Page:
What is UV?
- UV or Ultraviolet Radiation can be classified as UVA, UVB or UVC according to wavelength
- UV light is not visible to the naked eye.
- UVA and UVB rays penetrate the eye whereas most UVC rays are absorbed by our ever thinning ozone layer.
When UV is absorbed by a molecule, energy is transferred to the molecule and causes damage to the tissue.
This causes changes to DNA, resulting in distorted proteins and death of cells.
Protecting your eyes from UV
- A large brimmed hat can provide up to 50% protection from UV
- Wrapped sunglasses with a UV 400 filter on the lenses provide maximum protection from UV
- Tinted lenses or sunglasses with no UV filter cause the pupils to dilate even more in sunlight than if one were to wear no lenses at all – this allows even more light flood into the eye resulting in increased UV exposure.
- Bad sunglasses = MORE damage than no sunglasses!
UV Damage in Children
- Children are more vulnerable to UV damage as they have larger pupils and clearer lenses – a greater amount of light penetrates the ocular tissues causing an increased risk of complications.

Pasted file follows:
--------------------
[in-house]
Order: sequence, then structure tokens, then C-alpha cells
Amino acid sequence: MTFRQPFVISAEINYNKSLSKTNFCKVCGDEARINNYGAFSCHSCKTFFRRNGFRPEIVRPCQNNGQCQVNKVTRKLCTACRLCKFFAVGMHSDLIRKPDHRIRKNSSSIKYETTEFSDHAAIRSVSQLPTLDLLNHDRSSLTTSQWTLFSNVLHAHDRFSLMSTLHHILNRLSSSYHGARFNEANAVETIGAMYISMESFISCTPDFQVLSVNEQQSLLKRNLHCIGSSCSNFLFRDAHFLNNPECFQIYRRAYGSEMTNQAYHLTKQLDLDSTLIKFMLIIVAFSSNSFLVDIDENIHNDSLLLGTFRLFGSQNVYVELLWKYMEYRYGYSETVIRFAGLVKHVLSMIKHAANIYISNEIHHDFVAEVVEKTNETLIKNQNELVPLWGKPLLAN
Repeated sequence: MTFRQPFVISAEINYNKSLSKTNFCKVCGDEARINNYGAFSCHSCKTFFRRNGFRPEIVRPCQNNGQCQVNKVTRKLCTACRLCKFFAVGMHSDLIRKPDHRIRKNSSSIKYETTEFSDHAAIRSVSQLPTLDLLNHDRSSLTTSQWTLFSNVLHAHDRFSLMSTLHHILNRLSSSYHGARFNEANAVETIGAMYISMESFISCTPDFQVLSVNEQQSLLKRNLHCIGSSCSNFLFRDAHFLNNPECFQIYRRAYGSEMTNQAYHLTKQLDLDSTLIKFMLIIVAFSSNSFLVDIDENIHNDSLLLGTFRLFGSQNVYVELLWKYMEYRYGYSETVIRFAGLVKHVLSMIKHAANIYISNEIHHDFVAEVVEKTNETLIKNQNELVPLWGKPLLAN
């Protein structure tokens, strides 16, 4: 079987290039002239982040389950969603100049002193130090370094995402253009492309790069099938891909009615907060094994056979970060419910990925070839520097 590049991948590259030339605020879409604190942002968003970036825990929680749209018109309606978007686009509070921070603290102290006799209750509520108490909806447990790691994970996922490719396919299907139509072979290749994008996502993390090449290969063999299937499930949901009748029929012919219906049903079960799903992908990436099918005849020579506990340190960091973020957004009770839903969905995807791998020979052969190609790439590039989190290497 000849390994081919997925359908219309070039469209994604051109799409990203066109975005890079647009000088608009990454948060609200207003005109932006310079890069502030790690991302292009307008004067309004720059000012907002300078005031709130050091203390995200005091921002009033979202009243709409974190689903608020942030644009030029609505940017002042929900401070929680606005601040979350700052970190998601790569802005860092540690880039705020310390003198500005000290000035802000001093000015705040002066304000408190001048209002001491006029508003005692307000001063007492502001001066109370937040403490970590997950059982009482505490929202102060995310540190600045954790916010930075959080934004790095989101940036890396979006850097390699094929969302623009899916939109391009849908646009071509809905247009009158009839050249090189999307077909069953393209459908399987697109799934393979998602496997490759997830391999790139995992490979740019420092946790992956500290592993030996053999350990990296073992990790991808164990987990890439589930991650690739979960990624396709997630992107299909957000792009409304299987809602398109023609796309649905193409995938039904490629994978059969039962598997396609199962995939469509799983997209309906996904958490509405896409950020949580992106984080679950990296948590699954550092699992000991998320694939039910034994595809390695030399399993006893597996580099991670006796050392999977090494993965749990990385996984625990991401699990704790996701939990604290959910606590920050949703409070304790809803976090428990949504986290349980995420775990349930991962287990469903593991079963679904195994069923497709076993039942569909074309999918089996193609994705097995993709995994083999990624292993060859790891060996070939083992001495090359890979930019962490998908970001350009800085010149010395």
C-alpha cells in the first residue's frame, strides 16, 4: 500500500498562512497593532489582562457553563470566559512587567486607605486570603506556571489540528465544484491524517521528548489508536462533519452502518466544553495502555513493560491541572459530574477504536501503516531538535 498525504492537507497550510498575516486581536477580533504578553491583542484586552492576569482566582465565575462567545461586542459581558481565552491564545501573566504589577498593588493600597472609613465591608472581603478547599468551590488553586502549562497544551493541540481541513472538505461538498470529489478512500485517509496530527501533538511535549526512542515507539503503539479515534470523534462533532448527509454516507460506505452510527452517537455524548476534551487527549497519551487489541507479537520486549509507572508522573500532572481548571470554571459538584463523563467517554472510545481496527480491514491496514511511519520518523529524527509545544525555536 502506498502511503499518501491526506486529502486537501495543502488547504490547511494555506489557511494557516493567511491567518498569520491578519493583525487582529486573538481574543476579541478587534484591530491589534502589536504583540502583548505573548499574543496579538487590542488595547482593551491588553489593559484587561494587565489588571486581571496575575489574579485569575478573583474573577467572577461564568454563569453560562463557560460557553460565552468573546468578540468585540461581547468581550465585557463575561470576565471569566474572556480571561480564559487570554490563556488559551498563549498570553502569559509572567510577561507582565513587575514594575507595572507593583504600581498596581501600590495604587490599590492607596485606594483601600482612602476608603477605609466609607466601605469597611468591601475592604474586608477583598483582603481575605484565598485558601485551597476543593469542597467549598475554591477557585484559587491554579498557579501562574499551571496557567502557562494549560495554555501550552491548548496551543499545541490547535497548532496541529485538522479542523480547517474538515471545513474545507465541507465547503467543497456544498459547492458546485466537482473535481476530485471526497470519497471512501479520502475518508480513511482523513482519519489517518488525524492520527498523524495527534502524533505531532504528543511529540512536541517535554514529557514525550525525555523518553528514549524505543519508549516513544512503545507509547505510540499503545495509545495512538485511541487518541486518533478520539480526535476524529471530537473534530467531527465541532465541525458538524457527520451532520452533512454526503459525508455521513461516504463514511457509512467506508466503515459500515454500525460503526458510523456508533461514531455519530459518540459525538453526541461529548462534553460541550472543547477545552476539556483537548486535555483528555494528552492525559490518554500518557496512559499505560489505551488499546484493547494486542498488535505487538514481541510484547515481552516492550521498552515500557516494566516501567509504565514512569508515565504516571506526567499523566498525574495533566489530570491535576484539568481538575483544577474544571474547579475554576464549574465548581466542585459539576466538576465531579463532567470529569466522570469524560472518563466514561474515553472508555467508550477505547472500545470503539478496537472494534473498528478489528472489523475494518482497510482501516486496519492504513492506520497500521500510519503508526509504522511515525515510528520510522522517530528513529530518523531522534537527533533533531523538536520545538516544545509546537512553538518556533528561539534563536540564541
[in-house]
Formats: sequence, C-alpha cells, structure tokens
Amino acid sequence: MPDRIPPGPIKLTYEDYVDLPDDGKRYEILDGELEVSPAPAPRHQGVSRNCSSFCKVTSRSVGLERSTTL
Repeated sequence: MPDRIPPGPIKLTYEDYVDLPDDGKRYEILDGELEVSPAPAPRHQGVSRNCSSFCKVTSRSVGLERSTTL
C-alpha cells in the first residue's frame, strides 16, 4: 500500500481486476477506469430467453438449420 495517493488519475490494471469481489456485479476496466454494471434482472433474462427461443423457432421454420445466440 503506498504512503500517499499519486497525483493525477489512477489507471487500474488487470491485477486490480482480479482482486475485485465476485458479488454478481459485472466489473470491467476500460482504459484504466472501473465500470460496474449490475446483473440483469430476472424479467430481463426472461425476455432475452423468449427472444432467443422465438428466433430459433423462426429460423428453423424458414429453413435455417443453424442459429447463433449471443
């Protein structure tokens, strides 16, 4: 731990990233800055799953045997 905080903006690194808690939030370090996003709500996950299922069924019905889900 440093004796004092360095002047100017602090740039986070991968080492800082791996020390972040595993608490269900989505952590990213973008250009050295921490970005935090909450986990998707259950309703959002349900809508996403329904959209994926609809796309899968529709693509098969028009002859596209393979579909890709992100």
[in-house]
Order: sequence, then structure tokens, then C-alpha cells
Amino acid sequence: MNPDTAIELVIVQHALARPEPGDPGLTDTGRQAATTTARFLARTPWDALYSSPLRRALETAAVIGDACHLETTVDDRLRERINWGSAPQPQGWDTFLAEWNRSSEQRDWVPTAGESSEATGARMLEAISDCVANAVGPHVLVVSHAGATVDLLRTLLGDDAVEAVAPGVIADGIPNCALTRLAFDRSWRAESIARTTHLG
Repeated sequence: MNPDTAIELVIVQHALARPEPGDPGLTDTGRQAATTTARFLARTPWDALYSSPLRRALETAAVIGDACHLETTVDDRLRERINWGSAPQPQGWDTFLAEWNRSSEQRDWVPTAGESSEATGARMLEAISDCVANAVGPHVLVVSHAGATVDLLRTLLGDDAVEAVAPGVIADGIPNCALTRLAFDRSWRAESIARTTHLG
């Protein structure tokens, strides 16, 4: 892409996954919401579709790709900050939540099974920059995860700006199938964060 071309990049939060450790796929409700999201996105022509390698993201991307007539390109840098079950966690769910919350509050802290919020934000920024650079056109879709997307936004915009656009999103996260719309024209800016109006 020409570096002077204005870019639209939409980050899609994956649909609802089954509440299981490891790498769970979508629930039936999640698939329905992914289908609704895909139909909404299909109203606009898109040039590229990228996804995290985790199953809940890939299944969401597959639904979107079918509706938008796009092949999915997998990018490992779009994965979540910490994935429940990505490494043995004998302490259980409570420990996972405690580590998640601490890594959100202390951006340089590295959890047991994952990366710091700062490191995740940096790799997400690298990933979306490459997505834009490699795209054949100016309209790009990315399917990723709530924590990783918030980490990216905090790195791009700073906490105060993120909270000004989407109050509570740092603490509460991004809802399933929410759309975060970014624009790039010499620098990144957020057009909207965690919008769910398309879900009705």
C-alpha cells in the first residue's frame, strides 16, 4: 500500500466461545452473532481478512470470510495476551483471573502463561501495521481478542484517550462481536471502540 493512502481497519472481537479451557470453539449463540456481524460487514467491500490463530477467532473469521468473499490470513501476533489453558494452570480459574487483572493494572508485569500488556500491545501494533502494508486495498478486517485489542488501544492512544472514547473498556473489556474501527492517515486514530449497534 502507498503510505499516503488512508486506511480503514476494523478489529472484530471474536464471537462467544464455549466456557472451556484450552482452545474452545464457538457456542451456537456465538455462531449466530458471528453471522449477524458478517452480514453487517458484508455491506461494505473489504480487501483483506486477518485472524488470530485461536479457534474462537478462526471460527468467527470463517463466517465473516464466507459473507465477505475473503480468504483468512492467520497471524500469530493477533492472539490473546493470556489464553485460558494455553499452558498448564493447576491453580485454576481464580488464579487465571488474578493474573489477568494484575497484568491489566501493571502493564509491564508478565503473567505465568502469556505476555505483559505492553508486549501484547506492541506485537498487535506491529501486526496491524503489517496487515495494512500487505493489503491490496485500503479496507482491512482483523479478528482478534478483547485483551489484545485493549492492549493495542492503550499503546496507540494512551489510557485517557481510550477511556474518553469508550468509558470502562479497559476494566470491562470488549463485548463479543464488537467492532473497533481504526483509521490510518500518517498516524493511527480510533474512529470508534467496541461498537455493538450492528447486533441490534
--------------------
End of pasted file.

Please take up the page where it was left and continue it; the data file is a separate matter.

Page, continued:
- Children spend more time outdoors – approximately 3 times more than adults.
- The lenses in children’s eyes do not block as much UV radiation as they do in adults’ eyes, putting them at increased risk for sun damage to the eyes.
- UV damage is cumulative – when damage occurs it can never be reversed, only treated.
UV Damage Effects on the Eye
A pterygium is a wing-shaped thickening of the cornea. Strong evidence suggests that it is associated with chronic UV exposure. Symptoms could include chronic irritation, induced astigmatism and decreased vision. Surgery is the only method of treatment.
A cataract is the yellowing and loss of transparency of the crystalline lens. Most cataracts are age related but can be caused by medication, trauma and disease.
According to the World Health Organisation (WHO), 20% of Cataracts are caused by UV Damage and Prevalence is higher in high risk UV areas, like sunny Southern Africa.
“Cataract is the leading cause of blindness in South Africa, responsible for about 50% of the prevalence of blindness and identified as a national health priority”
Age-Related Macular Degeneration is a disease of the central area of the retina.
ARMD causes loss of vision of the central area, only slight peripheral vision is spared.
Chronic UV exposure over a lifetime is one of the causing factors resulting in ARMD.